The ban on TV ads during dramas and films running longer than 45 minutes that China’s propaganda chiefs are imposing from January is aiming at the wrong target if the purpose is to bring the country’s increasingly money-grubbing media to heel. While TV advertising now accounts for three-fifths of China’s total advertising market, it is the rapid growth of digital media that is making China one of the fastest growing advertising markets in the world. MEC China, part of the WPP media agency empire, forecasts a 17% jump in ad expenditures to $63 billion next year, driven by companies trying to reach the online “Me Generation”.
For the past couple of years, the industry’s regulator, the State Administration of Radio, Film and Television, has been snipping away at successful mass entertainment programs shown on the country’s proliferation of TV stations. It has restricted the time allowed for ads between and during programs, and leaned on broadcasters to show more culturally uplifting programming. As in many aspects of life, when it comes to cultural reform, a proxy for the desire to develop soft power around national cultural identity, the Party’s say-so is competing against more and more alternative voices. Hence the propaganda department’s attempts to guide market forces to impose the necessary drive for the promotion of the cultural values that it wants to see. However, though there will be some early disruption as TV ad campaigns for the new year have already been bought, the longer-term outcome is likely to be that money that would have gone to TV advertising will just move online rather than new culturally correct domestic programming will be created to keep it on TV, let alone fill the gaps created by its departure.
There is only one lesson for any company wishing to do business in China from the debacle over Groupon’s parodic Tibet TV ad (see below) aired during America’s Superbowl on Sunday. When it comes to Tibet, Beijing doesn’t have a sense of humor. Period.
Perhaps, two lessons. Bad ads are bad ads anywhere.
Some links for further reading:
- A post from Groupon’s corporate blog, written before the ad aired, explaining the company’s “peculiar sense of humor” and its thinking behind the ads;
- Shanghaiist rounds up the true cost to Groupon’s ambitions in China;
- The home page of Crispin, Porter + Bogusky, the creative agency that produced the ads and which is bravely/brazenly streaming a far-from complimentary Twitter feed about its work;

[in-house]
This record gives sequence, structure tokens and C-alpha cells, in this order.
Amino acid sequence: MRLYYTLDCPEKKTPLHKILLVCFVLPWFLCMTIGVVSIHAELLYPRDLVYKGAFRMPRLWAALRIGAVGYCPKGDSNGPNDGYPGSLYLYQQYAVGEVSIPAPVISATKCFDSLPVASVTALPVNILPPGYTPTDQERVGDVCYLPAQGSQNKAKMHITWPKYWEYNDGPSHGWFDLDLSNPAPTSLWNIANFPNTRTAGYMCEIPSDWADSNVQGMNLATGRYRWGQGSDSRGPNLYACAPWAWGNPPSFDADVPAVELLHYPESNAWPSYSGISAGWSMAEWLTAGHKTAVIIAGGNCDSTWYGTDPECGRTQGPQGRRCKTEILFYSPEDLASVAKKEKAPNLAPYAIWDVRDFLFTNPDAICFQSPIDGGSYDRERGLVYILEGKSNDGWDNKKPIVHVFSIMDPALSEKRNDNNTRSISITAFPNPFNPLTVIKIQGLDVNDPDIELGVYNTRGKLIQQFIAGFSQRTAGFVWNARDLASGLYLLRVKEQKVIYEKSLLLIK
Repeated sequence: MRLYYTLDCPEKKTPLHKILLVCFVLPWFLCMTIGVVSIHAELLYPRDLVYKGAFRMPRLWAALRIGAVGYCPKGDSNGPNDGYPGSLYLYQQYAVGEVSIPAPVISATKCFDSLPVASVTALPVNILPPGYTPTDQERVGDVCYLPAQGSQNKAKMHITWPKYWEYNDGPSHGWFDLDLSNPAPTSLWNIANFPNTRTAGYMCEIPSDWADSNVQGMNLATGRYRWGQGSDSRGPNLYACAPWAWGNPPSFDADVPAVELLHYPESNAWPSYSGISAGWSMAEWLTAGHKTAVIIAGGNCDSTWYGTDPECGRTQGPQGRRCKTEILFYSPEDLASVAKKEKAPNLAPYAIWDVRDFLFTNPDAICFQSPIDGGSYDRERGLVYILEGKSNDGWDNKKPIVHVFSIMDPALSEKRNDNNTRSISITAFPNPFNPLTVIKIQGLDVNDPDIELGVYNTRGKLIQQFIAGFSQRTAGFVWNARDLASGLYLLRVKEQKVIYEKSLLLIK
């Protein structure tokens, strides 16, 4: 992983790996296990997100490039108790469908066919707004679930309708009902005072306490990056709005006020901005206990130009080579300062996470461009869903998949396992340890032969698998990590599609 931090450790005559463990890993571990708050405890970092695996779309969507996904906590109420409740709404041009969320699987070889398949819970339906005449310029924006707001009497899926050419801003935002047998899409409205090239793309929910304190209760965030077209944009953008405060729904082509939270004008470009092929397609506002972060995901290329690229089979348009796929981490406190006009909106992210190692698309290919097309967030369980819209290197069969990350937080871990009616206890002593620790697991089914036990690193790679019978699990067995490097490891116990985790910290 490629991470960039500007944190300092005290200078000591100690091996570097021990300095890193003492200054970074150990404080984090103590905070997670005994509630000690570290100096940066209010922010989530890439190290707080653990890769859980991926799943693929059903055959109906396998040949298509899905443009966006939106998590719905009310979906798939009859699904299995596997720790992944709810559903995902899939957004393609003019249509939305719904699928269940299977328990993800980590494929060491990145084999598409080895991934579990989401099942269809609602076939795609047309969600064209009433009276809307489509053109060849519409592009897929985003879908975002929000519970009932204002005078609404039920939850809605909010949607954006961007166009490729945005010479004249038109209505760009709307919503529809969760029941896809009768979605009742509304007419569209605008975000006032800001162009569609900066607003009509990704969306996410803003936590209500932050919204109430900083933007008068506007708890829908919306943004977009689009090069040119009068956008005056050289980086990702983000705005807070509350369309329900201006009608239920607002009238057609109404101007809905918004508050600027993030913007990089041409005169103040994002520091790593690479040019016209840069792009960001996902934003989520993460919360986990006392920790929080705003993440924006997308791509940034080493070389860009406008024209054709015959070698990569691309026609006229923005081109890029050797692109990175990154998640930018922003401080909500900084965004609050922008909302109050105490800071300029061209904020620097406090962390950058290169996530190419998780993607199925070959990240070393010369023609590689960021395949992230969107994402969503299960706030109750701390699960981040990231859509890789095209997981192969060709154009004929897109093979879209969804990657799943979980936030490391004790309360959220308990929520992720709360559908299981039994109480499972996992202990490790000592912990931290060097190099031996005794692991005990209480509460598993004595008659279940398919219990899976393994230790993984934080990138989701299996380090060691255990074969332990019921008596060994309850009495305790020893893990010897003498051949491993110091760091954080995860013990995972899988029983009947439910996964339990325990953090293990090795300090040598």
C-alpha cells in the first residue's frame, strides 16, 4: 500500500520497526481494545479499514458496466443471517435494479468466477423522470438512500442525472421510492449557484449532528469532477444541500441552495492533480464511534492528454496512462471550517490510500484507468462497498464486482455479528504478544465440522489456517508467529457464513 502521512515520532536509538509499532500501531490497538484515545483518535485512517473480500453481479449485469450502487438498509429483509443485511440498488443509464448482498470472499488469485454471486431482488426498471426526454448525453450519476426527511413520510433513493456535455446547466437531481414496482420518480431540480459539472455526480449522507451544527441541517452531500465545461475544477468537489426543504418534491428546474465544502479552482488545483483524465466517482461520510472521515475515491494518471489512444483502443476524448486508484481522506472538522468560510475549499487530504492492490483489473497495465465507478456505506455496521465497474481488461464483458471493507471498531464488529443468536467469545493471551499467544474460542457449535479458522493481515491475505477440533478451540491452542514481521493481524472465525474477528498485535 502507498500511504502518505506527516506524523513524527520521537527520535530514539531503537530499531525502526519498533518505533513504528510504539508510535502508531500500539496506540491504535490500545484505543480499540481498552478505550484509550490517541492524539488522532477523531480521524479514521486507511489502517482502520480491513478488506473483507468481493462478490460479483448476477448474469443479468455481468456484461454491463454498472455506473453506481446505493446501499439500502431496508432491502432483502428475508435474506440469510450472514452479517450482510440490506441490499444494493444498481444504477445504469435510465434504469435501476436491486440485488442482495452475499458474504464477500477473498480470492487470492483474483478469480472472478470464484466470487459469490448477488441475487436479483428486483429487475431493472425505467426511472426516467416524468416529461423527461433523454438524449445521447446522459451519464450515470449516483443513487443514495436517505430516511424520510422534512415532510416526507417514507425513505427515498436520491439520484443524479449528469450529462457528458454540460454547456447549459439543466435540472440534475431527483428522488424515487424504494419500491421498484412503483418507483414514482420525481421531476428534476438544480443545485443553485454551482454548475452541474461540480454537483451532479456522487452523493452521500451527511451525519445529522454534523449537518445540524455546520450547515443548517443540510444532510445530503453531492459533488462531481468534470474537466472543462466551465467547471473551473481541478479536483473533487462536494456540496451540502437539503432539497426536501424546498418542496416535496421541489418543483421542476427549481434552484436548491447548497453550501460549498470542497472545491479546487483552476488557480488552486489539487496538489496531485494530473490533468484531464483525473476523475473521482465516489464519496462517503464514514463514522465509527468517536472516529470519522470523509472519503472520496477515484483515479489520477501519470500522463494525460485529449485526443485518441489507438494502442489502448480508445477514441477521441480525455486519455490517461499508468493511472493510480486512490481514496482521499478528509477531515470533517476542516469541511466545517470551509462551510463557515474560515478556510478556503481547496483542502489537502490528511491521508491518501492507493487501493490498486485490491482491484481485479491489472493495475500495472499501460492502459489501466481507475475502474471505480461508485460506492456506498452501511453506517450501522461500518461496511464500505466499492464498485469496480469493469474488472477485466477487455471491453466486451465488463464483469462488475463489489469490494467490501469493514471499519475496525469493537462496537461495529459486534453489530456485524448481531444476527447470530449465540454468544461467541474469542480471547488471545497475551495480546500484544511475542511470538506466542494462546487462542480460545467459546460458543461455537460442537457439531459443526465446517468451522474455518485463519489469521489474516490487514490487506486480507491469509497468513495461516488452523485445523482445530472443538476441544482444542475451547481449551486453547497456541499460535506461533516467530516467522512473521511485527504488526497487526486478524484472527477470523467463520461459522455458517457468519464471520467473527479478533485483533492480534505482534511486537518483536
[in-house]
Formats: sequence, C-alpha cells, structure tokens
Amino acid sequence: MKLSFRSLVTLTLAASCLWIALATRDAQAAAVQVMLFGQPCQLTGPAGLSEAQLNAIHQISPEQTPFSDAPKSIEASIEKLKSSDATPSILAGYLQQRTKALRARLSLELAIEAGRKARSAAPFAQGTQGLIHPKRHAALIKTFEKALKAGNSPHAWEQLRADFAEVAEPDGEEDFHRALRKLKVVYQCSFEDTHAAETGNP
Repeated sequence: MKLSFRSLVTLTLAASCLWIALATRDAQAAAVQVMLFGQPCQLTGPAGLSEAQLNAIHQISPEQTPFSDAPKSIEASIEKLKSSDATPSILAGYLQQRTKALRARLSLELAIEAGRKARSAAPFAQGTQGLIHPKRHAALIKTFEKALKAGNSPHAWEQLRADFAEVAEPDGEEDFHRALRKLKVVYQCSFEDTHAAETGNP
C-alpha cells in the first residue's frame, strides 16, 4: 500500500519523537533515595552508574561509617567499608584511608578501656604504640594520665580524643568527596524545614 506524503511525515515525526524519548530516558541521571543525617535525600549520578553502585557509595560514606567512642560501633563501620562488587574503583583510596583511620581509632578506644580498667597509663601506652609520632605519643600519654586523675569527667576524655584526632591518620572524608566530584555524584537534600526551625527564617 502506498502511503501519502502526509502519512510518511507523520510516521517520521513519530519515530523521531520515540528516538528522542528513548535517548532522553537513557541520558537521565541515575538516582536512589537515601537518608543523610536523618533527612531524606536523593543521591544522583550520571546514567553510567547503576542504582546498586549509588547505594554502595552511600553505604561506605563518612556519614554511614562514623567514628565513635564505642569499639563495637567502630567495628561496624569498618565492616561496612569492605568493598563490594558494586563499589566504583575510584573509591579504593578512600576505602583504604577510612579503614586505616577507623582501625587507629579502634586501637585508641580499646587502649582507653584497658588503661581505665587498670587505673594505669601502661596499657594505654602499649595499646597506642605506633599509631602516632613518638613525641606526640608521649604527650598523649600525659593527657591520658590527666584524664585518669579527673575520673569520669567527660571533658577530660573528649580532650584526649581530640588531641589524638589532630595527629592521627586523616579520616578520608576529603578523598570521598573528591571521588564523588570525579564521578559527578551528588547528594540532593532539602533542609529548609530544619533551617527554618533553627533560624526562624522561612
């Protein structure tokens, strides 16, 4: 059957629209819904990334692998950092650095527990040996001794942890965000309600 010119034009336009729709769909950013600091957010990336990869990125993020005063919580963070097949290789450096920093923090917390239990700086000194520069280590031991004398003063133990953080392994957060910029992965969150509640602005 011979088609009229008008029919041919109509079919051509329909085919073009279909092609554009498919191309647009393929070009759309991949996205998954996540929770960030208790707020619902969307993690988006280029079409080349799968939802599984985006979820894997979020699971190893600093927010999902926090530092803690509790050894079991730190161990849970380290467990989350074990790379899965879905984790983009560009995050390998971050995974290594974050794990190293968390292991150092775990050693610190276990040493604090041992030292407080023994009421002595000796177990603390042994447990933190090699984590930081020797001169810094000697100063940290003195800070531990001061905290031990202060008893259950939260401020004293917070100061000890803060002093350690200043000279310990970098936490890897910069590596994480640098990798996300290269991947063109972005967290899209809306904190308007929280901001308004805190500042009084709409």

- Update: Groupon CEO Andrew Mason’s defense of the ad.
Set aside the special edgy culture of Superbowl ads, CP+B’s lack of China experience and its background in viral marketing, where parody and reality often seem interchangeable, but did no one there or at Groupon really see this coming? Our first thought was to recall Brendan Behan’s much quoted adage, “There is no such thing as bad publicity”. Then we remembered his full quote, “There is no such thing as bad publicity except your own obituary”.
Beijing is planning an ad blitz in the U.S. to accompany President Hu Jintao’s state visit to Washington next week. Familiar faces to Americans such as basketball player Yao Ming and film star Jackie Chan will be deployed as will less familiar ones such as pianist Lang Lang and astronaut Yang Liwei. In all 50 Chinese celebrities have been recruited to the cause, according to the Guangming Daily. There are to be a couple of TV spots and a 12 minute film showcasing China’s achievements. It is not clear what the tone or content will be (though we can guess, and the good people who brought you the Beijing Olympics and the Shanghai Expo know how to put on a show).
Political advertising, as propaganda is known in the U.S., is pretty slick. Wooing let alone wowing America’s media-drenched public will be a hard task for this exercise in soft power. That said, with a new survey from the Pew Research Center showing most American’s now think China has displaced their own country as the world’s no. 1 economic power the ads, as propaganda is known in the U.S., may be preying on vulnerable minds.
Update: A 60-second version of the film has started showing in New York City’s Times Square.
Chinese are like Americans in one respect. More of them are spending more time online and more money while they are so.
And all the more so this year, according to a new annual survey for the semi-official Internet Society of China. It forecasts that there will be 244 million Chinese online by the end of this year, up from 182 million in 2006 — which would give China a larger web population than the U.S., though penetration rates remain much smaller (14% vs 70%+). The cross-over point in raw numbers is expected mid-year.
As in the U.S. internet usage is being driven by more widely available broadband. Online spending is forecast to increase to 581.5 billion yuan ($80 billion) this year, up from barely 300 billion yuan, with internet access fees, online shopping and online gaming the three main categories. Online travel booking is also growing fast as greater wealth makes Chinese more frequent tourists. The Beijing Olympics will also likely give it a boost in 2008.
Though there is no number given for total internet advertising in China, it accounted for 27.2% of the 12.4 billion yuan taken in by portals in 2007, up 22.3% from a year earlier and forecast to continue growing briskly, especially web video advertising.
The report also forecasts that online communities and e-commerce will become increasingly integrated in 2008, but says it will be tough for such sites to make money in the short-term. Just like in America.